Time to Draw a Line in the Sand

With each passing day, hardworking Americans are watching the price of gas climb higher and higher as oil executives watch their profits soar.

The oil industry and its allies are capitalizing on the pain at the pump that we’re all feeling. They’re using it to get their hands on more of our public lands and coastlines. On every front, they are pushing to lift the federal offshore drilling moratorium that has been supported by consecutive Congresses and presidents—including George Bush, Sr.— since 1981.

The oil industry claims that drilling off pristine beaches in Florida and Virginia will reduce the cost of gas for all of us who are struggling to drive to work and pick the kids up at school.

That’s simply not true.

The government’s own research shows that drilling our coasts won’t do anything to ease pain at the pump or create energy independence. New coastal drilling would not even reach peak production for twenty years, and even then, it would amount to a drop in the bucket on the world market, and would have an insignificant effect on gas prices.

It’s time to draw a line in the sand. We need to stop the giveaways to Big Oil and start investing in real solutions — clean, renewable energy and efficiency which will save us money and create jobs all across America.  And it won’t require us to put the livelihoods of folks in our coastal communities on the chopping block.

The oil industry wants us to believe that offshore drilling is harmless. Nothing could be farther from the truth. To see what drilling would look like on our favorite beaches, we have to look no farther than Louisiana.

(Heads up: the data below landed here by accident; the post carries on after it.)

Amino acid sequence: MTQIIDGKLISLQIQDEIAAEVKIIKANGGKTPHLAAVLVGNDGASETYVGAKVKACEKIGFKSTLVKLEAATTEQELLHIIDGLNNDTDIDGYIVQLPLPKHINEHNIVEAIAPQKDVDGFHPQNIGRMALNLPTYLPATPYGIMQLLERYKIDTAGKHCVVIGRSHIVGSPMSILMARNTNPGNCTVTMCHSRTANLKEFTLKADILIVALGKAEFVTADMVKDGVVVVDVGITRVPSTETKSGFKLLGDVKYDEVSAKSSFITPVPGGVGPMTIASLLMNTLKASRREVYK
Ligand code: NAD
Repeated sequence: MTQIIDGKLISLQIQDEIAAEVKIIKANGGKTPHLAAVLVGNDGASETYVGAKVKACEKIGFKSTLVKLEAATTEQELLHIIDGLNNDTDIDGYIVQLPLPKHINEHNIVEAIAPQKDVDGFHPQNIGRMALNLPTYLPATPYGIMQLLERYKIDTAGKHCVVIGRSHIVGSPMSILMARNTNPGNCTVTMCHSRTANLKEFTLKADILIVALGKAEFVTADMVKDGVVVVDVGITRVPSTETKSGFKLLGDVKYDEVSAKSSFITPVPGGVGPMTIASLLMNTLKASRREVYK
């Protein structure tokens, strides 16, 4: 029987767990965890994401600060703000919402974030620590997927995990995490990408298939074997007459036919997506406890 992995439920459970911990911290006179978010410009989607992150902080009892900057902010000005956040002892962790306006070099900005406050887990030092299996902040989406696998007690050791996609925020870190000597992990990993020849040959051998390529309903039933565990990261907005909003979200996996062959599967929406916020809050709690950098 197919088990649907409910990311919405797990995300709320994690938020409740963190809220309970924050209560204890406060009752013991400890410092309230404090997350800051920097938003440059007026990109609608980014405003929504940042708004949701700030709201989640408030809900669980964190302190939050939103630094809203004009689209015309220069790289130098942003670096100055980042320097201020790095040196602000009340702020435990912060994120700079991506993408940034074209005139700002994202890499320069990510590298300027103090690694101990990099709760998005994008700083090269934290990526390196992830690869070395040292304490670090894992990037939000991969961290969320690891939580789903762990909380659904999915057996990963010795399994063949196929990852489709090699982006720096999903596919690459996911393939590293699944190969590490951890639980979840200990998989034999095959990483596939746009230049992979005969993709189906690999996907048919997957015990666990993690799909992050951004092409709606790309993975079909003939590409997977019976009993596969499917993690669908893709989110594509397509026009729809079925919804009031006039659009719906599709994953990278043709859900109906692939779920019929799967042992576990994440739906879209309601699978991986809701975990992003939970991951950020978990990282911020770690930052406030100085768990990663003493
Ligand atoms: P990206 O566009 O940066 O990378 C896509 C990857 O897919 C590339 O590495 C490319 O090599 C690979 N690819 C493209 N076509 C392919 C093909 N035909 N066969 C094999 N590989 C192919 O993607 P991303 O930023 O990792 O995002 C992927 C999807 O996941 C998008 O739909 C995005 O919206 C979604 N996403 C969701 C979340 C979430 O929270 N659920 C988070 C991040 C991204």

Thanks to drilling operations, Louisiana is losing 25 square miles of coastal wetlands each year, eating away at natural storm barriers that protect inland communities from hurricanes. Offshore drilling is particularly vulnerable to storms. The U.S. Coast Guard found that during Hurricanes Katrina and Rita, nearly 9 million gallons of oil spilled from offshore drilling operations. There is no effective method for cleaning up large oil spills.

The honest answer to our oil problem is to use less of it, and that means better fuel efficiency and renewable energy. Americans need real energy choices that will bring down our energy costs, fight global warming, and secure the economic future of our families and the security of our country. By making the right choices now, we can be on the path to energy independence. The time is now to put America to work building a clean energy economy with jobs that can never be outsourced and benefit communities all across our nation.

By Melissa Hope, Sierra Club Assoc Regional Representative in Missouri and Jill DeWitt, Audubon Missouri Community Outreach Policy Coordinator

 

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